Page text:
The Army would use Locate X, a product also used by the Secret Service.
The military would focus on two applications intended for the Muslim population.
The United States Army would be buying location data from various mobile applications, to track the movement of citizens around the world. This is indicated by a report from Motherboard, the technology wing of Vice magazine.
The text, published this Monday, November 16, exposes how the US military forces would be accessing sensitive data of citizens, using two modalities: a product developed for the Army and the purchase of data from a company that receives them directly from the applications.
One of the modes described is access to data through the US Special Operations Command (USSOCOM) and Babel Street, with its Locate X product. USSOCOM is a branch of the military focused on terrorism, insurgent groups, and special recognition. With access to Locate X, the Army accesses data for use in special operations abroad, Motherboard notes.
The article cites the testimony of a former Babel Street employee, according to which “users of the product can draw a shape on a map, see all the devices on which Babel Street has data at that location and then follow a specific device to see where else it has been«.
In addition, it is mentioned that despite the fact that the Locate X data is in principle anonymous, those who use it have sufficient mechanisms and tools to know the identity of the users.
We could absolutely de-anonymize a person [los empleados de Babel Street] they would play with that, to be honest.
Former Babel Street employee cited by Motherboard.
The Babel Street case is not new. As we reported in CriptoNoticias last August, the Secret Service also uses this company’s services to spy on mobile application users.
Buying data around the world
The other mechanism of access to data is the direct purchase of these. Then, US military pays X-Mode company, which gets location data from applications. Upon receipt, X-Mode sells your data to Army contractors, giving military forces access, the report added.
According to the investigation, which cites anonymous sources with knowledge of the activities of the Army and the companies involved, the military particularly focuses on two applications used by millions of Muslims.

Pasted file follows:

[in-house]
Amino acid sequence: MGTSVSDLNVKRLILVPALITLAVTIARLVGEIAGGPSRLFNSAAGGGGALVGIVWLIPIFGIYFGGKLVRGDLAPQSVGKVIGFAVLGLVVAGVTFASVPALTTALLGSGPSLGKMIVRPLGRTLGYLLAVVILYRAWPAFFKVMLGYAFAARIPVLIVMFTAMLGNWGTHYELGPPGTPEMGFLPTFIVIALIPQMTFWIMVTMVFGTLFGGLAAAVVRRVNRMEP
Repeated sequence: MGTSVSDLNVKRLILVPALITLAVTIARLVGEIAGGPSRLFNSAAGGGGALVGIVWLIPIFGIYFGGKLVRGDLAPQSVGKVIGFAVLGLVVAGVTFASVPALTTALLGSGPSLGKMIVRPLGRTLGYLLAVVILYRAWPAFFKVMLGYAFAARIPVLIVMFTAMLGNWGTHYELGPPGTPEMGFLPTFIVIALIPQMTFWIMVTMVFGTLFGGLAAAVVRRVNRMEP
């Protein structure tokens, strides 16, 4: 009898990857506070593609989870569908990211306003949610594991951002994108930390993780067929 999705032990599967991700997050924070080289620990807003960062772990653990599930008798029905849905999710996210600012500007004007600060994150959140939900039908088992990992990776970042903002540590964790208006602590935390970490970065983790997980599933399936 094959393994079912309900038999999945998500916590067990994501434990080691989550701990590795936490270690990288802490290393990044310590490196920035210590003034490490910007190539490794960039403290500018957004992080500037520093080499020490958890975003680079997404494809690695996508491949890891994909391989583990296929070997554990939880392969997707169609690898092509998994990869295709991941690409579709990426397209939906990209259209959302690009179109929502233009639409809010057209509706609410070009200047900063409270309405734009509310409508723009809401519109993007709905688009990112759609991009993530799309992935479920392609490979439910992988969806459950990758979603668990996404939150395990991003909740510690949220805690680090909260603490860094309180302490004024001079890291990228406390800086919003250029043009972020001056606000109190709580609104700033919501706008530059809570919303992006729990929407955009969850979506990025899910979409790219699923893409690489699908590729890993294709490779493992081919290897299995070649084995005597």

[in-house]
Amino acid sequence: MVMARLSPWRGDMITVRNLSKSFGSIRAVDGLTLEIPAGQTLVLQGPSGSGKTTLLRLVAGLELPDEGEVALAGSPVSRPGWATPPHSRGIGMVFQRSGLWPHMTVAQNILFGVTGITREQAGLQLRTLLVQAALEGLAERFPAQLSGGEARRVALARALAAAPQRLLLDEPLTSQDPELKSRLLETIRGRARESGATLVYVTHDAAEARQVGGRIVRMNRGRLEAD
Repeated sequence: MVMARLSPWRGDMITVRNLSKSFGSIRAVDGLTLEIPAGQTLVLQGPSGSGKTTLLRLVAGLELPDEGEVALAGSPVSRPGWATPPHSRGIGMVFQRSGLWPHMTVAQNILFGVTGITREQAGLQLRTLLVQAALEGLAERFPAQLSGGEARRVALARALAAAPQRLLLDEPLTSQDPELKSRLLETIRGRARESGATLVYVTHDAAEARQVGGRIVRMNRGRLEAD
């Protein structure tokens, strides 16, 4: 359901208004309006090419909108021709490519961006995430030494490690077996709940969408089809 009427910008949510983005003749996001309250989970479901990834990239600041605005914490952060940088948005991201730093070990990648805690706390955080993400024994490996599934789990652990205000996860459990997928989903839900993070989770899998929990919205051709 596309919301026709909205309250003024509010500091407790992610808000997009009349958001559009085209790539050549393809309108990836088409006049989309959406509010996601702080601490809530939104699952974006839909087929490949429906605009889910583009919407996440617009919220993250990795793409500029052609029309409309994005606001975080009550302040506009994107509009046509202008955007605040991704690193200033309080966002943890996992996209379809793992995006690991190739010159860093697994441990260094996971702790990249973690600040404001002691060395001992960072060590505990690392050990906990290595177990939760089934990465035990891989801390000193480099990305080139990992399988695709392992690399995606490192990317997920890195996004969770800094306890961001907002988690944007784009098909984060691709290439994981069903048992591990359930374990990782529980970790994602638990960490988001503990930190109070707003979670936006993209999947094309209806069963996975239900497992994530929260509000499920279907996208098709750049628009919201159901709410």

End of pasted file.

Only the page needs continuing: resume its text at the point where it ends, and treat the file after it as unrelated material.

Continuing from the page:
One of the apps, with about 100 million downloads on various operating systems, sets reminders for prayer and contains the Quran; another is a dating app dedicated to Muslim citizens. In addition to this, other dating apps distributed by countries such as Turkey, Egypt and Colombia are mentioned.
The United States military would leverage the location data for foreign operations. Source: Pxhere.com
Other applications mentioned by the report are for storm tracking, job search and even a homework assistant with which you can learn how to install shelves, for example.
Although the report mentions the Muslim population and the aforementioned countries, this practice could be applied to any country in which the US Army or someone else wants to influence.
Privacy under attack
It is not news that military, police and espionage forces track citizens. Y doing so with data generated directly from mobile phones can make their work easier. With this data, they can trace patterns of behavior and even link the activity of different citizens with each other.
To protect yourself from this type of espionage, the National Security Agency (NSA) has its own recommendations. Although it was not the intention of the NSA to warn the public of these risks, a protocol intended for its agents was made public last August.
Basically, the NSA recommends keep GPS, radio, bluetooth and even mobile internet services off provided they are not being used. Regarding applications, the same agency advises to restrict access permissions to private data as much as possible. As we see with the case of X-Mode, this data has a price and buyers are not lacking.
Along with these recommendations, the security agency itself wants to increase its power to spy on citizens. As this newspaper reported at the beginning of November, the NSA is in a fierce struggle to increase the use of “back doors” that give it hidden access to users’ private data.